A tale of the Winchester 1895 that wouldn’t cock. Sorting out this old lever action seemed more like archaeology than gunsmithing.
by Brian R Smith
Everyone likes a deal, and I have a few acquaintances and customers who are more than avid bargain hunters. Such was the case with one customer who showed up the Monday evening after a particularly successful hunt at a weekend gun show.
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“It’s in great shape,” he said. “Except that it has no blueing left, and somebody cut the barrel and installed a banded front ramp. And the hammer doesn’t cock.” The action was already open, his having paid heed to the sign at the door admonishing all to ensure that their firearms be unloaded. With the muzzle pointed in a safe direction, he levered the bolt forward and sure enough, the hammer followed to the safety notch. I immediately thought “broken sear,” or “broken sear notch in the hammer.” Maybe the top of the hammer was too worn.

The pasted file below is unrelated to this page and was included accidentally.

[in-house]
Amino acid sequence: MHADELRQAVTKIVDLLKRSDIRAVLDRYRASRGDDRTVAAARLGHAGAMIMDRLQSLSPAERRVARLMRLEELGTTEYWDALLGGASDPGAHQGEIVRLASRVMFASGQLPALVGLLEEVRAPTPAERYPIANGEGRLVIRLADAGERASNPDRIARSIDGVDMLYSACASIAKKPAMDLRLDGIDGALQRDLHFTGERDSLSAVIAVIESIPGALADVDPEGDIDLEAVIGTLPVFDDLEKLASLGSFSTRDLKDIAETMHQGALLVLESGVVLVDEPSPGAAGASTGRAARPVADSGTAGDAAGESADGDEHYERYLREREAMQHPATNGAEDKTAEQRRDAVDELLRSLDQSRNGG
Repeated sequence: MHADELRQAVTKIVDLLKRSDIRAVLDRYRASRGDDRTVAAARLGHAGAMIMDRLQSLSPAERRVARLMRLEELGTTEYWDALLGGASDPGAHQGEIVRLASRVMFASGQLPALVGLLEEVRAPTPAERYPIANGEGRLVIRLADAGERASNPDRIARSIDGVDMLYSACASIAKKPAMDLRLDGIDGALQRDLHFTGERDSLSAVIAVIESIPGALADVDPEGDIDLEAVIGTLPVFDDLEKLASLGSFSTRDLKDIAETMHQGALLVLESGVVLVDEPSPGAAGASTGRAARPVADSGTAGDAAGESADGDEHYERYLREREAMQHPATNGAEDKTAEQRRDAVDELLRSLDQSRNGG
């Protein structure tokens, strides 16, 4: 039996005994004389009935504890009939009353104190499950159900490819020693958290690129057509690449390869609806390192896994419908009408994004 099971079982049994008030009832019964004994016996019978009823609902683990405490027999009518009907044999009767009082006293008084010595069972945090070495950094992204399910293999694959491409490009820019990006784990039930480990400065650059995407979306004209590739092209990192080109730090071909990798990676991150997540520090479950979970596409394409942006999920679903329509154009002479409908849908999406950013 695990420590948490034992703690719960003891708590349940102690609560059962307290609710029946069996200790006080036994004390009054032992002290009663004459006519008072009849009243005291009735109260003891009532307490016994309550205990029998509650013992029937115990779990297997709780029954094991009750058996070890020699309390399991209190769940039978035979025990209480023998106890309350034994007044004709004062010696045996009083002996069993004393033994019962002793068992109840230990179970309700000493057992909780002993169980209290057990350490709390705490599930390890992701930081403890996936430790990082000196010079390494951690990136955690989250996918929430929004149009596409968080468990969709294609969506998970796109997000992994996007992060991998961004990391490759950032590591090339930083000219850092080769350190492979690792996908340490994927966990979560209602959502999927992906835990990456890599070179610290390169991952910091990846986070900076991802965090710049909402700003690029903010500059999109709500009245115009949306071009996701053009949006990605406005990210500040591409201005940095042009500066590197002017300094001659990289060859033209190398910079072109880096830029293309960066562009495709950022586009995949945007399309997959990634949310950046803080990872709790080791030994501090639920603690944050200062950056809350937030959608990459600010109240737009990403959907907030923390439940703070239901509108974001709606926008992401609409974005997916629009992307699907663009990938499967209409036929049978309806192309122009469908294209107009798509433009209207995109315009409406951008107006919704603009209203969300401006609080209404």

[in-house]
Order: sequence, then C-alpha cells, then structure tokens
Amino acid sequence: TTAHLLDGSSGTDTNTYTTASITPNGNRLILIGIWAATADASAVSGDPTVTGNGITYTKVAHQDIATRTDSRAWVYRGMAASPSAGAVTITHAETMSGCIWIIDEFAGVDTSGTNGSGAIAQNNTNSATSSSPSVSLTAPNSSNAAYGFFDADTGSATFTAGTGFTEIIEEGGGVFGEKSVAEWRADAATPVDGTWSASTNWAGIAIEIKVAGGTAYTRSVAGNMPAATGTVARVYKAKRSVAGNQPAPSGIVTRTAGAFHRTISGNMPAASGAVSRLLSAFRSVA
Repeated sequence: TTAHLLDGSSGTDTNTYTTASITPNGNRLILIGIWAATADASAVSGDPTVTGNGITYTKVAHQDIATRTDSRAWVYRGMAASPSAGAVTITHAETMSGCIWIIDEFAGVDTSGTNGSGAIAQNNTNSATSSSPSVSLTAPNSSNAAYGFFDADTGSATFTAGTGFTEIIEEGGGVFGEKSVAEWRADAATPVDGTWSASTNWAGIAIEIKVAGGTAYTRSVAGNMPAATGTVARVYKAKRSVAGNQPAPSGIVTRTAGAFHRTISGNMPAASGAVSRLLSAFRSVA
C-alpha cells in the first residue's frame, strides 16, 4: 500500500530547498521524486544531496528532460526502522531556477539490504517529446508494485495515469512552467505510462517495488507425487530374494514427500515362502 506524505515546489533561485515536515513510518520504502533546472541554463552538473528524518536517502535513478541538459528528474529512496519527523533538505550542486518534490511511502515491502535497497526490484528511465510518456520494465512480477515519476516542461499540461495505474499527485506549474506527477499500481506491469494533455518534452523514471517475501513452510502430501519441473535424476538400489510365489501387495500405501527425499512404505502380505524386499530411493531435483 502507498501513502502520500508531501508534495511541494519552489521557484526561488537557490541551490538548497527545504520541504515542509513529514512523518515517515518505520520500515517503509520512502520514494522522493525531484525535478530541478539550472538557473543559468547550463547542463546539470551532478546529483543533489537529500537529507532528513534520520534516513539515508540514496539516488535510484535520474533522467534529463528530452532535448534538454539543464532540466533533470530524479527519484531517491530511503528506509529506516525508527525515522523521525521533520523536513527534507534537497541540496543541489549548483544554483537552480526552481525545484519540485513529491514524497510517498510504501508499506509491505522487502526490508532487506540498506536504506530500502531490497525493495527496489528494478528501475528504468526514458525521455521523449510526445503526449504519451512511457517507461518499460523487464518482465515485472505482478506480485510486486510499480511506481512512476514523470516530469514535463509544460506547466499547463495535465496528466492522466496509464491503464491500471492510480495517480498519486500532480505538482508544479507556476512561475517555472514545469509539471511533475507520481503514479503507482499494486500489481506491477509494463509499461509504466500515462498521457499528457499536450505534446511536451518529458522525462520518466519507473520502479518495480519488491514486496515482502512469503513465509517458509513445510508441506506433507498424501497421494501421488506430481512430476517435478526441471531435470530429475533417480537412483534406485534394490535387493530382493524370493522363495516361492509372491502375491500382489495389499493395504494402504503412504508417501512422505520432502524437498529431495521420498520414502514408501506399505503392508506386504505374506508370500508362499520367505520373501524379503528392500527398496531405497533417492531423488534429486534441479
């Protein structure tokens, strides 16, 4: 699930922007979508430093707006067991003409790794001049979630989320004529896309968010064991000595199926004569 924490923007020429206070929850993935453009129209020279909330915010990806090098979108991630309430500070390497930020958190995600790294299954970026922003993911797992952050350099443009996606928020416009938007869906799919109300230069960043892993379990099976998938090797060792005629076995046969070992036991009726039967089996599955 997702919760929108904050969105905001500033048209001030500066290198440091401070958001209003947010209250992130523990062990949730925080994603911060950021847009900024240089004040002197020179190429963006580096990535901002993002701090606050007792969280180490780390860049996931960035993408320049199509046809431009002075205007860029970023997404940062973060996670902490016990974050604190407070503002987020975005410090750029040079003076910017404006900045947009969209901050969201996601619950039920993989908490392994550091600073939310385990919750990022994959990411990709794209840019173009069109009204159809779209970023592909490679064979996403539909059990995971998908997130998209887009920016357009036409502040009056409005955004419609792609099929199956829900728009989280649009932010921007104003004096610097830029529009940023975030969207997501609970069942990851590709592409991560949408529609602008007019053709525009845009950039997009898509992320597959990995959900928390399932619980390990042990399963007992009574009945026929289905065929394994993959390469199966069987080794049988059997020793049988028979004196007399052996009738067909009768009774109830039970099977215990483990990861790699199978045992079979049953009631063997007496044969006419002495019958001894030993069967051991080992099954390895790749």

Taking the rifle in hand, I tried several cycles of the lever, slowly at first and then “running it like I stole it.” With aggressive levering, the hammer cocked maybe twice in a dozen tries but would push off with thumb force. Taking up a small flashlight, with the lever dropped it appeared the sear spring was in place and intact. As I filled out a tag, the proud new owner asked what I though it could be. “Can’t say without running more tests, maybe some imaging, and probably some exploratory surgery. You have insurance, don’t you?” His face got a little pale.
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